The United Arab Emirates of Dubai and Abu Dhabi are constantly vying with one another for record-breaking construction projects. Be it the tallest building, the largest artificial island, or its most luxurious hotel, all of these spectacular structures can be found in these two tiny emirates.
The latest iconic project to rise from the sands of Abu Dhabi is the spectacularly inclining Capital Gate Tower. Where the Leaning Tower of Pisa is "only" 4° out of the vertical, Capital Gate is inclined by a massive 18°, a 33% gradient that makes it twice as steep as the L'Alpe d'Huez stage of the Tour-de-France in the French Alps.
After its scheduled completion at the end of 2009, this extraordinary tower will merit an entry in the "Guinness Book of Records", a distinction that it is likely to retain for years to come. No wonder construction of the tower, which was designed by RMJM Architects, is testing the limits of what is technically feasible.
The 160 m high tower is being constructed on an extremely densely reinforced, 6000 m3 concrete podium, which in turn rests on 490 bored piles sunk 30 m into the ground. This huge volume of concrete was hauled to the site in 850 concrete mixing trucks in just 30 hours, and placed by five high-performance concrete pumps.
The central in-situ concrete core of the Capital Gate Tower is characterised by an elliptical layout and a large number of shafts, and is back-stayed into the podium. This transfers the horizontal loads resulting from the extreme inclination, and secures the tower against both wind loads and earthquakes.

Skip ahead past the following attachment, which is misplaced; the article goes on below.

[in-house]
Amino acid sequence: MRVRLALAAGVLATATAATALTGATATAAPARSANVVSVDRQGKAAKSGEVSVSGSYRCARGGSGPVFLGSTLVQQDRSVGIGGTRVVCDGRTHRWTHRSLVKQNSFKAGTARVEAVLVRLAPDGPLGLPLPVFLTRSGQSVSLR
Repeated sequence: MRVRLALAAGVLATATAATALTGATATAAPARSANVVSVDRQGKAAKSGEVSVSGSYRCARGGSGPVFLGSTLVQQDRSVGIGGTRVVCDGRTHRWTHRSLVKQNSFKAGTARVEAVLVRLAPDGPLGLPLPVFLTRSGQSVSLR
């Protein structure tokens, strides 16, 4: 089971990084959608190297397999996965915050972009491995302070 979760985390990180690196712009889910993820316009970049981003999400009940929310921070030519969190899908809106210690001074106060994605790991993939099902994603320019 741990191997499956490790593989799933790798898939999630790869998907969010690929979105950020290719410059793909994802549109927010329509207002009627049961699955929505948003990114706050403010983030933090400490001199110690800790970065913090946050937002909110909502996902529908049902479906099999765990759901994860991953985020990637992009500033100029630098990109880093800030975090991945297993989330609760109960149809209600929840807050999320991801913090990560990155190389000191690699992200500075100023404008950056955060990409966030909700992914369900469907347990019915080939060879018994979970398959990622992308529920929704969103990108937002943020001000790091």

For construction of the core, main contractor Al Habtoor Engineering is using 78 of Doka's SKE 50 automatic climbing formwork system and more than 1300 m² of its Top 50 large-area formwork.
Due to the increased concrete pressure resulting from the inclination of the shaft-walls, the Top 50 is reinforced with extra steel walings. In addition to this, the Top 50's corner zones are fitted with specially made steel walings and reinforced with a steel form-facing. This improvement results from the insights gained by Doka during its 2.5 year contract on the Burj Dubai.
Owing to the structures extreme incline the SKE 50 automatic climbers are safely guided up the structure core with the aid of suspension shoes specially developed for this task. In order to increase the load-bearing capacity of the climbing brackets and working platforms, while ensuring equally safe anchoring in the structure, thicker tie-rods are used.
With the climbing scaffolds firmly anchored in the concrete at all times, and the work-platforms railed-in on all sides, maximum workplace safety is ensured during all phases of forming. The formwork for the inside walls of the shafts is hung from a massive gallows construction, which is mounted on the climbing brackets so it can be raised with the entire climbing scaffold.
Using the SKE 50 means Al Habtoor's site crew can form, reinforce and pour one casting section every week. A total of 42 casting sections are being carried out with no change of form-facing. Thanks to the powerful hydraulic unit up to 30 climbing brackets can be raised at a time.
The SKE 50's platforms were supplied by Doka completely pre-assembled and were set up under the supervision of its experienced field service technician.